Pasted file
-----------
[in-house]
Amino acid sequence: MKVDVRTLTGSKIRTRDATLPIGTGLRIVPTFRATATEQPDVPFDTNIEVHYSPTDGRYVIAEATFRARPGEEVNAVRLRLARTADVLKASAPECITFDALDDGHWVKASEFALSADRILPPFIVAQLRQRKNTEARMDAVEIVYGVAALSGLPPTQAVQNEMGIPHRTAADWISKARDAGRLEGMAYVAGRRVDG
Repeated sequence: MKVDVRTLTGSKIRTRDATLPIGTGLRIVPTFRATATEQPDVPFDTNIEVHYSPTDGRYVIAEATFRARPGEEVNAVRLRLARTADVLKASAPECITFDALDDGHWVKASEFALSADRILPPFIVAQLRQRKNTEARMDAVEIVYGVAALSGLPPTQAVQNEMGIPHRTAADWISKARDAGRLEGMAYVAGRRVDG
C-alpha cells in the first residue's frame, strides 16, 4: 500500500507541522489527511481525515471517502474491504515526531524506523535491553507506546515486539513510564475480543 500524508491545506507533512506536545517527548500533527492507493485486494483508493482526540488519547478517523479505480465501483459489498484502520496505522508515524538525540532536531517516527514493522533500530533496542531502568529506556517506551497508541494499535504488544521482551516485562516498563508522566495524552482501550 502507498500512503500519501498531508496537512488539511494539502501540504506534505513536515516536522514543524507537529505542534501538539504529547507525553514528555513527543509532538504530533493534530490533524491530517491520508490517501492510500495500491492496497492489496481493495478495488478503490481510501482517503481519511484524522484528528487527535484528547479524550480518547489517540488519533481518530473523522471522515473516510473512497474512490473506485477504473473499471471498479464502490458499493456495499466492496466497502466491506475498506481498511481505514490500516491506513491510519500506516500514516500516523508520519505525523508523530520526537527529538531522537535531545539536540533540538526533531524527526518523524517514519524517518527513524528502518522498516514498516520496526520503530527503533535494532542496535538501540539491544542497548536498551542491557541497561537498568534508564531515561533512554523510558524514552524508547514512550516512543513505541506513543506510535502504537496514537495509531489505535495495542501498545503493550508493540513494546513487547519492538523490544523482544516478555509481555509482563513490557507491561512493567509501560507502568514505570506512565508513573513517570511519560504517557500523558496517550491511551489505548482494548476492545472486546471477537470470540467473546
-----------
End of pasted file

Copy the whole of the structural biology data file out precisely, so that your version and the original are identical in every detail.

[in-house]
Amino acid sequence: MKVDVRTLTGSKIRTRDATLPIGTGLRIVPTFRATATEQPDVPFDTNIEVHYSPTDGRYVIAEATFRARPGEEVNAVRLRLARTADVLKASAPECITFDALDDGHWVKASEFALSADRILPPFIVAQLRQRKNTEARMDAVEIVYGVAALSGLPPTQAVQNEMGIPHRTAADWISKARDAGRLEGMAYVAGRRVDG
Repeated sequence: MKVDVRTLTGSKIRTRDATLPIGTGLRIVPTFRATATEQPDVPFDTNIEVHYSPTDGRYVIAEATFRARPGEEVNAVRLRLARTADVLKASAPECITFDALDDGHWVKASEFALSADRILPPFIVAQLRQRKNTEARMDAVEIVYGVAALSGLPPTQAVQNEMGIPHRTAADWISKARDAGRLEGMAYVAGRRVDG
C-alpha cells in the first residue's frame, strides 16, 4: 500500500507541522489527511481525515471517502474491504515526531524506523535491553507506546515486539513510564475480543 500524508491545506507533512506536545517527548500533527492507493485486494483508493482526540488519547478517523479505480465501483459489498484502520496505522508515524538525540532536531517516527514493522533500530533496542531502568529506556517506551497508541494499535504488544521482551516485562516498563508522566495524552482501550 502507498500512503500519501498531508496537512488539511494539502501540504506534505513536515516536522514543524507537529505542534501538539504529547507525553514528555513527543509532538504530533493534530490533524491530517491520508490517501492510500495500491492496497492489496481493495478495488478503490481510501482517503481519511484524522484528528487527535484528547479524550480518547489517540488519533481518530473523522471522515473516510473512497474512490473506485477504473473499471471498479464502490458499493456495499466492496466497502466491506475498506481498511481505514490500516491506513491510519500506516500514516500516523508520519505525523508523530520526537527529538531522537535531545539536540533540538526533531524527526518523524517514519524517518527513524528502518522498516514498516520496526520503530527503533535494532542496535538501540539491544542497548536498551542491557541497561537498568534508564531515561533512554523510558524514552524508547514512550516512543513505541506513543506510535502504537496514537495509531489505535495495542501498545503493550508493540513494546513487547519492538523490544523482544516478555509481555509482563513490557507491561512493567509501560507502568514505570506512565508513573513517570511519560504517557500523558496517550491511551489505548482494548476492545472486546471477537470470540467473546